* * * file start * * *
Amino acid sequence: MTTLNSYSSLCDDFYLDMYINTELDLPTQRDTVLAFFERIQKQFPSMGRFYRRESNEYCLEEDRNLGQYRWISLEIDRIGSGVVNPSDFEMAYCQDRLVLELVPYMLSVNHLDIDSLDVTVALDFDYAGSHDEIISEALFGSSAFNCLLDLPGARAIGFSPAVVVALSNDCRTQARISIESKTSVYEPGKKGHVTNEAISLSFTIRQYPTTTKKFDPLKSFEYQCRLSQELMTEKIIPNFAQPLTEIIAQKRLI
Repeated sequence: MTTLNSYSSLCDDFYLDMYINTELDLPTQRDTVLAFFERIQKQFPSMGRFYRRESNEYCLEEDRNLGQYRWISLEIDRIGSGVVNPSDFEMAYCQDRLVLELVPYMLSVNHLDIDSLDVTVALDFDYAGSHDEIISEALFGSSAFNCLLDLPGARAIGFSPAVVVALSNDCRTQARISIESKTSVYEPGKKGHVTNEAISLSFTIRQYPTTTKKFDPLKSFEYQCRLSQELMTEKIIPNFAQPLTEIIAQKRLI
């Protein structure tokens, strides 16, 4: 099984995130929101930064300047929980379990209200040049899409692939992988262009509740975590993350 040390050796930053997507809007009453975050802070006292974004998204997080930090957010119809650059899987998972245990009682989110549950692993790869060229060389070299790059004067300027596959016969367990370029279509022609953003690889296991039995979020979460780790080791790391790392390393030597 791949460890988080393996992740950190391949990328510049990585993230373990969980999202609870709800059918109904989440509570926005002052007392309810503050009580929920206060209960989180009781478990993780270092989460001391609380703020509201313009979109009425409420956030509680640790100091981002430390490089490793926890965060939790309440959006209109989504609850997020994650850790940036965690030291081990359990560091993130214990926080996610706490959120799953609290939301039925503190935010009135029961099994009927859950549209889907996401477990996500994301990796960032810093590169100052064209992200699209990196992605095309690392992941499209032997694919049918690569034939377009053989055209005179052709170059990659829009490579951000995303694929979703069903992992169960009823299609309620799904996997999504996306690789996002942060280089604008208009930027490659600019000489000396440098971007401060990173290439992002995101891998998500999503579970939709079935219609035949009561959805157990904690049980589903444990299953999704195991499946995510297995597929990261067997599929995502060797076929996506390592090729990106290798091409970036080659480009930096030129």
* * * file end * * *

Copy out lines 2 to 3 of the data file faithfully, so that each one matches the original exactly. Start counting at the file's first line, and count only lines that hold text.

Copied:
Repeated sequence: MTTLNSYSSLCDDFYLDMYINTELDLPTQRDTVLAFFERIQKQFPSMGRFYRRESNEYCLEEDRNLGQYRWISLEIDRIGSGVVNPSDFEMAYCQDRLVLELVPYMLSVNHLDIDSLDVTVALDFDYAGSHDEIISEALFGSSAFNCLLDLPGARAIGFSPAVVVALSNDCRTQARISIESKTSVYEPGKKGHVTNEAISLSFTIRQYPTTTKKFDPLKSFEYQCRLSQELMTEKIIPNFAQPLTEIIAQKRLI
């Protein structure tokens, strides 16, 4: 099984995130929101930064300047929980379990209200040049899409692939992988262009509740975590993350 040390050796930053997507809007009453975050802070006292974004998204997080930090957010119809650059899987998972245990009682989110549950692993790869060229060389070299790059004067300027596959016969367990370029279509022609953003690889296991039995979020979460780790080791790391790392390393030597 791949460890988080393996992740950190391949990328510049990585993230373990969980999202609870709800059918109904989440509570926005002052007392309810503050009580929920206060209960989180009781478990993780270092989460001391609380703020509201313009979109009425409420956030509680640790100091981002430390490089490793926890965060939790309440959006209109989504609850997020994650850790940036965690030291081990359990560091993130214990926080996610706490959120799953609290939301039925503190935010009135029961099994009927859950549209889907996401477990996500994301990796960032810093590169100052064209992200699209990196992605095309690392992941499209032997694919049918690569034939377009053989055209005179052709170059990659829009490579951000995303694929979703069903992992169960009823299609309620799904996997999504996306690789996002942060280089604008208009930027490659600019000489000396440098971007401060990173290439992002995101891998998500999503579970939709079935219609035949009561959805157990904690049980589903444990299953999704195991499946995510297995597929990261067997599929995502060797076929996506390592090729990106290798091409970036080659480009930096030129």